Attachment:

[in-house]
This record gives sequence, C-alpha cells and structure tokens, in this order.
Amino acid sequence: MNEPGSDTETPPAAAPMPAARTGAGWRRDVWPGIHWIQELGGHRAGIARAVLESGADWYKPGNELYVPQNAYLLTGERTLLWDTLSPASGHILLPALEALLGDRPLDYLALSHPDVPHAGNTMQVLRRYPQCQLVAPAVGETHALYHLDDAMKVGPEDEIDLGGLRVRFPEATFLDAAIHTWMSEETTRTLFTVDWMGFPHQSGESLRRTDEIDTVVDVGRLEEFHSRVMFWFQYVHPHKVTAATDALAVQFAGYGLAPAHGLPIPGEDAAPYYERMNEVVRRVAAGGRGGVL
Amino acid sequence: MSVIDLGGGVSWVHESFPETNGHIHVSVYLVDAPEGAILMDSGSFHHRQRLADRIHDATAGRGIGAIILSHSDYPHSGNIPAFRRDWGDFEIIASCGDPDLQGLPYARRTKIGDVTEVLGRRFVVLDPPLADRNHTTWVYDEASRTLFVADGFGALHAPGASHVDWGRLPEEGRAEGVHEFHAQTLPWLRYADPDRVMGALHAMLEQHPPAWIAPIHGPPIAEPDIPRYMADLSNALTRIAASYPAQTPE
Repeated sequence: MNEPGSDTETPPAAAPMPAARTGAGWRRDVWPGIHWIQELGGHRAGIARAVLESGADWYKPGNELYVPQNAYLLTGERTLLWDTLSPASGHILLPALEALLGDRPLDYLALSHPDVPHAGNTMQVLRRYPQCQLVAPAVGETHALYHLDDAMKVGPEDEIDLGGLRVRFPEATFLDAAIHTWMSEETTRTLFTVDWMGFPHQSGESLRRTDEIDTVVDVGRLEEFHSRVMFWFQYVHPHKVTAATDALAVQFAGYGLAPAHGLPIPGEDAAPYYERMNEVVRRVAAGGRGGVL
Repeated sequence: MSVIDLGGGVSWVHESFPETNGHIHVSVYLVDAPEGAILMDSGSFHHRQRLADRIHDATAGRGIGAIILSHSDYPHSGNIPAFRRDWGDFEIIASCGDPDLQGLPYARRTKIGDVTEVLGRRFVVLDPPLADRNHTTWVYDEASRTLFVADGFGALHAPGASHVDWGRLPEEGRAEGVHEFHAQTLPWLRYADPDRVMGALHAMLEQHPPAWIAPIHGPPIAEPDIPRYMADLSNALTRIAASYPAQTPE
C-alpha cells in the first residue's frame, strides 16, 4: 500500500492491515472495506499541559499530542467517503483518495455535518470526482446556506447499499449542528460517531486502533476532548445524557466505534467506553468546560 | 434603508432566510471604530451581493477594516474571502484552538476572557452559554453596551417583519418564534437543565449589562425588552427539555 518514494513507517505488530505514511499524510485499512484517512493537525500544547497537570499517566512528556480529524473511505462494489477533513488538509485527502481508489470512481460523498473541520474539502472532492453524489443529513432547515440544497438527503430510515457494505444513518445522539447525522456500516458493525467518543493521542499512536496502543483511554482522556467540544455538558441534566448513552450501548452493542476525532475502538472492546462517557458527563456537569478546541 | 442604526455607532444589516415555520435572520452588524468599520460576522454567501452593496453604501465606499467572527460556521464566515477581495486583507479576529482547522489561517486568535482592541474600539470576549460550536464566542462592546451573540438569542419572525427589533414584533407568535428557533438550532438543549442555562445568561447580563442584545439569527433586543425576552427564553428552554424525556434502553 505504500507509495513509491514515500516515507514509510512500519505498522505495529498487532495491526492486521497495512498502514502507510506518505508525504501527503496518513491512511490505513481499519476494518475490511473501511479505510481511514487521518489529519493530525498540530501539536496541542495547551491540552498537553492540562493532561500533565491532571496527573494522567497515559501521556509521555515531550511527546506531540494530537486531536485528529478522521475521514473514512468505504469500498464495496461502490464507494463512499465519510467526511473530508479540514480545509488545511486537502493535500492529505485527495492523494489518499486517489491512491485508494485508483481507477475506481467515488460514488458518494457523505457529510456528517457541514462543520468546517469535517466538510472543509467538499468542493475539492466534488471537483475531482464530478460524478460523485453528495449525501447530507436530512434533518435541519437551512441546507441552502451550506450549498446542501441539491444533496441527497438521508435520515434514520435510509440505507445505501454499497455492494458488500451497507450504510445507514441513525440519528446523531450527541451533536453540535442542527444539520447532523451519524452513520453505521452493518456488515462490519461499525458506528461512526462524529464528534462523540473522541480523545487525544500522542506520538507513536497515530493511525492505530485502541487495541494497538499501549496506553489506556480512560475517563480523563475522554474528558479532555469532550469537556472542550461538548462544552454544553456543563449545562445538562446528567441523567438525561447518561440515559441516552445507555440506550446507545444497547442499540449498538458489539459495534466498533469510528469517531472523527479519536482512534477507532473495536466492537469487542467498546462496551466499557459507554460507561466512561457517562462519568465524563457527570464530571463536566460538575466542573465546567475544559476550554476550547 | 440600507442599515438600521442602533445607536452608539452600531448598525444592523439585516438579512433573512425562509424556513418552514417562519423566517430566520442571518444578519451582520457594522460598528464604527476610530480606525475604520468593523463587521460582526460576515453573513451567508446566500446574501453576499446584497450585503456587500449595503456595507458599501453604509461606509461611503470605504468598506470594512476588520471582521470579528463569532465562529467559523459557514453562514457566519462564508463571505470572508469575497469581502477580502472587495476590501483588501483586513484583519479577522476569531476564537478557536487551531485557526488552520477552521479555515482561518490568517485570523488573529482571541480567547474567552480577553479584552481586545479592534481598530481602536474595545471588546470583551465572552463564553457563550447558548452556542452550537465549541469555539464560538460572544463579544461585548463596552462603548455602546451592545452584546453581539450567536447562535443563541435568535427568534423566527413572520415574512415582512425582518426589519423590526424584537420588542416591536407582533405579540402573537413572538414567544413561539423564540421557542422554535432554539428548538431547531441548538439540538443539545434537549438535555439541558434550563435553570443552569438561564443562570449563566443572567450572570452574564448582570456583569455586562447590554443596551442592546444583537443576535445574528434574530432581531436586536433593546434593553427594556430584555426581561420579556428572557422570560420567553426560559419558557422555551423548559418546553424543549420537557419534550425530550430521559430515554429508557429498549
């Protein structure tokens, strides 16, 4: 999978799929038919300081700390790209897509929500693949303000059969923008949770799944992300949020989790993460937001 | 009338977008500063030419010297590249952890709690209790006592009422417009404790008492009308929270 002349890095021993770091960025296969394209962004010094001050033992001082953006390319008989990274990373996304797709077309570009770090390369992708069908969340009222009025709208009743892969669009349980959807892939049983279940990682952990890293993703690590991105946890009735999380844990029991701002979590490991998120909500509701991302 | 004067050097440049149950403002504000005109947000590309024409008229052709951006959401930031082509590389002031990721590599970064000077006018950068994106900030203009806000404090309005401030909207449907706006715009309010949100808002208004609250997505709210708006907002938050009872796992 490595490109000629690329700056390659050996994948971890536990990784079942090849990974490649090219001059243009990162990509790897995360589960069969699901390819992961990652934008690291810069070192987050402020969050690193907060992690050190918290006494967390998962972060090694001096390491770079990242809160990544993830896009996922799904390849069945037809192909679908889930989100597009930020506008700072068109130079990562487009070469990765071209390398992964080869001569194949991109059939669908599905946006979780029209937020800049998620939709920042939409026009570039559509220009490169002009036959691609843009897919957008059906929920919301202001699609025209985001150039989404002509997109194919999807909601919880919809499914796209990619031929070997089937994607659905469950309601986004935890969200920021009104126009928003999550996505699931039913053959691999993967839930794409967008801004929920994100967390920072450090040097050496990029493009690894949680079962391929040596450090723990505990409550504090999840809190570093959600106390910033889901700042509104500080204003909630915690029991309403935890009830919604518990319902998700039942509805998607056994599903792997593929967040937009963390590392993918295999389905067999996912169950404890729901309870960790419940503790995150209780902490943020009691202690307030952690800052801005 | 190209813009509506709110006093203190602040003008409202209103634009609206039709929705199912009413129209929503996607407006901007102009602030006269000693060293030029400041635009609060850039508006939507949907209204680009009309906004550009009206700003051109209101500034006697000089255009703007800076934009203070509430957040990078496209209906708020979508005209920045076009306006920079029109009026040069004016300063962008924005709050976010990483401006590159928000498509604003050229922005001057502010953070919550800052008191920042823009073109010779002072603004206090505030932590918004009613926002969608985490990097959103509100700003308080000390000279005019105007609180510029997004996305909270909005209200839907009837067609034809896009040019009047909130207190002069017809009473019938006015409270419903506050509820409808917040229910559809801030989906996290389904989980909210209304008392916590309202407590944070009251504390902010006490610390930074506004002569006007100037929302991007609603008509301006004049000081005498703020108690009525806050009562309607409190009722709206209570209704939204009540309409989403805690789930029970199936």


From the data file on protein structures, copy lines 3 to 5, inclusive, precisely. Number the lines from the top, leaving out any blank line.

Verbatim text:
Amino acid sequence: MNEPGSDTETPPAAAPMPAARTGAGWRRDVWPGIHWIQELGGHRAGIARAVLESGADWYKPGNELYVPQNAYLLTGERTLLWDTLSPASGHILLPALEALLGDRPLDYLALSHPDVPHAGNTMQVLRRYPQCQLVAPAVGETHALYHLDDAMKVGPEDEIDLGGLRVRFPEATFLDAAIHTWMSEETTRTLFTVDWMGFPHQSGESLRRTDEIDTVVDVGRLEEFHSRVMFWFQYVHPHKVTAATDALAVQFAGYGLAPAHGLPIPGEDAAPYYERMNEVVRRVAAGGRGGVL
Amino acid sequence: MSVIDLGGGVSWVHESFPETNGHIHVSVYLVDAPEGAILMDSGSFHHRQRLADRIHDATAGRGIGAIILSHSDYPHSGNIPAFRRDWGDFEIIASCGDPDLQGLPYARRTKIGDVTEVLGRRFVVLDPPLADRNHTTWVYDEASRTLFVADGFGALHAPGASHVDWGRLPEEGRAEGVHEFHAQTLPWLRYADPDRVMGALHAMLEQHPPAWIAPIHGPPIAEPDIPRYMADLSNALTRIAASYPAQTPE
Repeated sequence: MNEPGSDTETPPAAAPMPAARTGAGWRRDVWPGIHWIQELGGHRAGIARAVLESGADWYKPGNELYVPQNAYLLTGERTLLWDTLSPASGHILLPALEALLGDRPLDYLALSHPDVPHAGNTMQVLRRYPQCQLVAPAVGETHALYHLDDAMKVGPEDEIDLGGLRVRFPEATFLDAAIHTWMSEETTRTLFTVDWMGFPHQSGESLRRTDEIDTVVDVGRLEEFHSRVMFWFQYVHPHKVTAATDALAVQFAGYGLAPAHGLPIPGEDAAPYYERMNEVVRRVAAGGRGGVL